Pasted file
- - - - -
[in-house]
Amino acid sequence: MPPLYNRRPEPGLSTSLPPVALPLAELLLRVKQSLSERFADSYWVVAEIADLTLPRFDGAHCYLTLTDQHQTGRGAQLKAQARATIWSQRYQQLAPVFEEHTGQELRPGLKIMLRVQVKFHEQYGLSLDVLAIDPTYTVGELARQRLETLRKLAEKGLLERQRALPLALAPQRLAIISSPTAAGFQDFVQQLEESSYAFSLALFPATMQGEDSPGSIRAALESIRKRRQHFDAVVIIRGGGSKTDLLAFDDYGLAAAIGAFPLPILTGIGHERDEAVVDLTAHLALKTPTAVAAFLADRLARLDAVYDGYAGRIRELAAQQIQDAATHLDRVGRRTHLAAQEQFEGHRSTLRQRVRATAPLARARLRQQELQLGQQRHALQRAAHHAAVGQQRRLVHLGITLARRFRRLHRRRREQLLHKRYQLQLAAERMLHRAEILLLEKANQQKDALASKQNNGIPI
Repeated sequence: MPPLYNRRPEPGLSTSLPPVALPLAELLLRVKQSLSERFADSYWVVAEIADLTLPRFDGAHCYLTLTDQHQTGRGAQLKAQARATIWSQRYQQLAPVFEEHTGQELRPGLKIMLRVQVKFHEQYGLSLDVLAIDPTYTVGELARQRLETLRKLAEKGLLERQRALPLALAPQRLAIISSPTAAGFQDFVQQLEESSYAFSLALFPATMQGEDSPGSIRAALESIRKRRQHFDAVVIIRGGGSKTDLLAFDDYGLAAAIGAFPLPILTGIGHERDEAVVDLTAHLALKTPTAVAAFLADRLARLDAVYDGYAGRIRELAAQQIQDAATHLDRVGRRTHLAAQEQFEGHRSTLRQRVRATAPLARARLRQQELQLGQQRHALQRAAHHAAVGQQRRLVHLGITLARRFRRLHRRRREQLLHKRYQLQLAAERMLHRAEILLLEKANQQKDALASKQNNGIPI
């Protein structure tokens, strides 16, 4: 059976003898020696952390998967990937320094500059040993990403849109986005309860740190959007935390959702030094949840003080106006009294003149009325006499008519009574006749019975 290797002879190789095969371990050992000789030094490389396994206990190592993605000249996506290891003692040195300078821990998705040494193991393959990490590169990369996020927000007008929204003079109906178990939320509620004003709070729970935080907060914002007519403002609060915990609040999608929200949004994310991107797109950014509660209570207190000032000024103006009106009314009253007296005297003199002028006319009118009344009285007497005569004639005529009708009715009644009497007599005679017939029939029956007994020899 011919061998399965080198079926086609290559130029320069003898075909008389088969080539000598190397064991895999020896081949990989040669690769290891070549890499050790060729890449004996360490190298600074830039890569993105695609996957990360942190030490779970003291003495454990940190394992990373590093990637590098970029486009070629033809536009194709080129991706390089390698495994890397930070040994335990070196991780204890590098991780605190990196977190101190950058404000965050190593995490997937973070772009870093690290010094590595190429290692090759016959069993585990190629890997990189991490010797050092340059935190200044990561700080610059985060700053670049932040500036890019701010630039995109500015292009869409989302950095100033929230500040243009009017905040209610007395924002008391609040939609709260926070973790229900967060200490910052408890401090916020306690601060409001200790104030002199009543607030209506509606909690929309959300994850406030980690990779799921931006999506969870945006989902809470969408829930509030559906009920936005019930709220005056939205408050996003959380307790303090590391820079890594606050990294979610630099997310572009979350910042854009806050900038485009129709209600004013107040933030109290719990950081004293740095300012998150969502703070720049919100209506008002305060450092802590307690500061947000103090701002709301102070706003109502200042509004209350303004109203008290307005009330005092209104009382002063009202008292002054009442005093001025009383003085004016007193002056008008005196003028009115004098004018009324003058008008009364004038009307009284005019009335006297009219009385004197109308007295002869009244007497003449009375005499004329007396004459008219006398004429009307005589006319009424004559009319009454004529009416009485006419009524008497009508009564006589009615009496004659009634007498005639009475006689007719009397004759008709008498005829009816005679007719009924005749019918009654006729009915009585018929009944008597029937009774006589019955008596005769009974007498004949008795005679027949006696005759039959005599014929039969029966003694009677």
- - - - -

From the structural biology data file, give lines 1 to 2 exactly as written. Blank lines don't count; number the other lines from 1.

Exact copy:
[in-house]
Amino acid sequence: MPPLYNRRPEPGLSTSLPPVALPLAELLLRVKQSLSERFADSYWVVAEIADLTLPRFDGAHCYLTLTDQHQTGRGAQLKAQARATIWSQRYQQLAPVFEEHTGQELRPGLKIMLRVQVKFHEQYGLSLDVLAIDPTYTVGELARQRLETLRKLAEKGLLERQRALPLALAPQRLAIISSPTAAGFQDFVQQLEESSYAFSLALFPATMQGEDSPGSIRAALESIRKRRQHFDAVVIIRGGGSKTDLLAFDDYGLAAAIGAFPLPILTGIGHERDEAVVDLTAHLALKTPTAVAAFLADRLARLDAVYDGYAGRIRELAAQQIQDAATHLDRVGRRTHLAAQEQFEGHRSTLRQRVRATAPLARARLRQQELQLGQQRHALQRAAHHAAVGQQRRLVHLGITLARRFRRLHRRRREQLLHKRYQLQLAAERMLHRAEILLLEKANQQKDALASKQNNGIPI